Spice In Norwich: Police Stats Chart Rise And Fall Of Dangerous Drug
Spice, the drug that turns people into 'zombies', has become a prison drug in Norwich.
42 crimes involving the illegal drug spice or other psychoactive drugs have been committed in Norwich in the last five years.
In 2014, this stood at just two crimes, but by 2015, this figure had risen to 14. A further 11 and 10 crimes were committed in 2016 and 2017 respectively.
However, crimes related to the drug, which include possession, assault, and throwing items into a prison, fell to two in 2018 and three in 2019.
Of the 42 crimes, 34 of them were related to prisons or custodial institutions.
In 2017, The Guardian reported on “How spice, ‘the zombie drug’, is devastating communities”, describing it as a “synthetic substance that emerged only three years ago has already wreaked chaos within the prison service and placed huge pressures on the emergency services.”
Linda Rogers, an area manager with the drug charity Arch, told the paper: “It destroys communities. We’ve had people who’ve worked most of their lives and are now addicted to this for one reason or another – because of stress, relationship break-ups, the loss of a job.”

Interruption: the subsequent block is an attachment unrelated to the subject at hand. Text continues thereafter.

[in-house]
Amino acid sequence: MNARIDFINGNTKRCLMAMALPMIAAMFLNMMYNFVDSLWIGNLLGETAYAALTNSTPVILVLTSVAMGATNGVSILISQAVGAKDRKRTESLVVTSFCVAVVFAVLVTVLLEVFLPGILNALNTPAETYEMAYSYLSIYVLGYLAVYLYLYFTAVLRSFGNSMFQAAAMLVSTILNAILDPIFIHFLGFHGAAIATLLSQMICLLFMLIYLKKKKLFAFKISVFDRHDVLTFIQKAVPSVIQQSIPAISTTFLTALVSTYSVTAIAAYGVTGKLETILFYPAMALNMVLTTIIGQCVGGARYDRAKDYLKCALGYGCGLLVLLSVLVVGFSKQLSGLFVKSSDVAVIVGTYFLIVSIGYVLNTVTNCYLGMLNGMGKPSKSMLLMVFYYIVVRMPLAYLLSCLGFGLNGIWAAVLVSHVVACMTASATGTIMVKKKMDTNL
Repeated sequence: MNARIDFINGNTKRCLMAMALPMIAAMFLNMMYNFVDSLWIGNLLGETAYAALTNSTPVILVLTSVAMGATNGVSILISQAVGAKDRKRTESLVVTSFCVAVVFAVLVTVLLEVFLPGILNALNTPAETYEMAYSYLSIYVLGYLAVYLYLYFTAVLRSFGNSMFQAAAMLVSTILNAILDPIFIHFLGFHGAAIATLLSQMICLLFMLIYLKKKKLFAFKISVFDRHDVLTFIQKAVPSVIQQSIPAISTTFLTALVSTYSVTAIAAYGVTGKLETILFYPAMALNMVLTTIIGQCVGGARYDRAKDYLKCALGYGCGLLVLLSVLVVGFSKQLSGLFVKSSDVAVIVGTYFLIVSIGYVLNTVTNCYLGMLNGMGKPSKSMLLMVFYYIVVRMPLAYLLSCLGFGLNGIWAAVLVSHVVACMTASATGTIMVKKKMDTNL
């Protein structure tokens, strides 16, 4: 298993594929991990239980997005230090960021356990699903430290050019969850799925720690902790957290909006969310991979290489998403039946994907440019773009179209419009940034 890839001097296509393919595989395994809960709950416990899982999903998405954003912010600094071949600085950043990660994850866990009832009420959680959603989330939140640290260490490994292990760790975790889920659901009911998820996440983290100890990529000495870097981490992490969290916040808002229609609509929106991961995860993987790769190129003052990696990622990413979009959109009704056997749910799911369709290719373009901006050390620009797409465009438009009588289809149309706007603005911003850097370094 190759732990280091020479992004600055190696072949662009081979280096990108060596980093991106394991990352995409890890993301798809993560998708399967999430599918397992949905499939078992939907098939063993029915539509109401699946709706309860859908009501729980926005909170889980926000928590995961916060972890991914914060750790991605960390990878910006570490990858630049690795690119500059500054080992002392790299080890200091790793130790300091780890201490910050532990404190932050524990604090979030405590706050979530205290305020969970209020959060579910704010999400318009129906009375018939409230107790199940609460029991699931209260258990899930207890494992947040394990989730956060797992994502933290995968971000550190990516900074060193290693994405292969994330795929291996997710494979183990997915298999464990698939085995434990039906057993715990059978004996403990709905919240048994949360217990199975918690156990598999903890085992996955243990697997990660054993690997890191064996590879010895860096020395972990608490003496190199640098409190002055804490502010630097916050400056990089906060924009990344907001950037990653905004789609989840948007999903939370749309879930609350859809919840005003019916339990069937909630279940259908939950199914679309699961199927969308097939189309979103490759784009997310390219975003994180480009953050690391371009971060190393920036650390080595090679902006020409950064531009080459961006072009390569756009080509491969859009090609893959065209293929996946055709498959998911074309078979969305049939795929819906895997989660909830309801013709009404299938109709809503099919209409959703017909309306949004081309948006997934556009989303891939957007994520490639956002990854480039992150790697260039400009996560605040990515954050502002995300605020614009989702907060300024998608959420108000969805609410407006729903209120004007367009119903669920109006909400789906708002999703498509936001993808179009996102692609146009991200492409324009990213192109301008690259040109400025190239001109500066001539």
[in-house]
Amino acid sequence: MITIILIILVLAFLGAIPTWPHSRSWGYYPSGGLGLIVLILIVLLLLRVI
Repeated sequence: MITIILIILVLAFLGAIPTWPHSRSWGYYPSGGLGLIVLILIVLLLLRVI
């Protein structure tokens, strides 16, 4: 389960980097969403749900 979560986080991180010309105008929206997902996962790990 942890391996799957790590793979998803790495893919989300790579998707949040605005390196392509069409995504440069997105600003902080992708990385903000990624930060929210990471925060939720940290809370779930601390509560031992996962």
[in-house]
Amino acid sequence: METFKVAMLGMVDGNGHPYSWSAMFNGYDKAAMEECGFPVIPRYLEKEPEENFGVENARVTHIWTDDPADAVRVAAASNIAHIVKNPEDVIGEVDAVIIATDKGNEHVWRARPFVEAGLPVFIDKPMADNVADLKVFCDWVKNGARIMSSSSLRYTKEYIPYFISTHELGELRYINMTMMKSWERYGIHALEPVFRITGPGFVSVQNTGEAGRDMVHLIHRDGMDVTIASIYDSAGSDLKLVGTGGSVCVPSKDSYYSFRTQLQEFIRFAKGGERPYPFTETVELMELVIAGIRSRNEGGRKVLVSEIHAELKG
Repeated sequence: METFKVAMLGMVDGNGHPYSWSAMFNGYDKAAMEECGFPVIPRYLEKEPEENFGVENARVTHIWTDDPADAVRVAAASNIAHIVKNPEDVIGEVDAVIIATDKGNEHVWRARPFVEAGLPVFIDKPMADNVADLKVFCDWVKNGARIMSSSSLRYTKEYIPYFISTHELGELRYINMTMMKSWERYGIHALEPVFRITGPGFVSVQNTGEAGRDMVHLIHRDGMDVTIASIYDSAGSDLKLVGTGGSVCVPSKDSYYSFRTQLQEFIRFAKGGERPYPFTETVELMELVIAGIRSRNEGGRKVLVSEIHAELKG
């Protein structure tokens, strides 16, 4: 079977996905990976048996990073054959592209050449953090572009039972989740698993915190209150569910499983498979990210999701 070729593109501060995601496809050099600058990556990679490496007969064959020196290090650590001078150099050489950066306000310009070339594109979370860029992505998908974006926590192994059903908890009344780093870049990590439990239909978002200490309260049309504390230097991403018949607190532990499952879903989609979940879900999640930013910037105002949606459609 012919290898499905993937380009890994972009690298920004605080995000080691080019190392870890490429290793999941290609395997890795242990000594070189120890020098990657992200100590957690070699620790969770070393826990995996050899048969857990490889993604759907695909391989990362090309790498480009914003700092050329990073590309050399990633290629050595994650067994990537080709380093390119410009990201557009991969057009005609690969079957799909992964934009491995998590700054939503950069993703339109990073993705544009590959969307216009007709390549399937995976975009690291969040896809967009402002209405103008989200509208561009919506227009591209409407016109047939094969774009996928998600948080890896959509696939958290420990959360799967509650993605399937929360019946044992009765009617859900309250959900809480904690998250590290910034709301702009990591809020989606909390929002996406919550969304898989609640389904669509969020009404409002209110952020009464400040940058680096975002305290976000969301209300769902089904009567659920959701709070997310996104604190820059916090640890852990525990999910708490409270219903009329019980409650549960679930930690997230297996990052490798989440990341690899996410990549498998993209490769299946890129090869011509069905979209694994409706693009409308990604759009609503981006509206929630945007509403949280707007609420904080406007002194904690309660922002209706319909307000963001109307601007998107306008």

The findings were sourced via a Freedom of Information request to Norfolk Constabulary by the media literacy charity The Student View.
Why did students cover this story?
Brandon, Finley, and Harry, from Norwich, said: “We are writing this article about the drug ‘spice’ because we thought it was an interesting and overlooked issue that should be addressed more than it is currently. We believe that the severity of the drug is not reflected accurately by its presence in the media, and we hope that this article can shed some light on this horrific drug.”
How did it make our journalists feel?
“The answers we got back made us feel like the police cared about the number of crimes involving the use of the synthetic drug spice. They believe that it needs to be publicised and spoken about because it is such a dangerous drug. It is not very popular right now, so we think we need to nip this in the bud before it grows too much and gets out of control of the government.”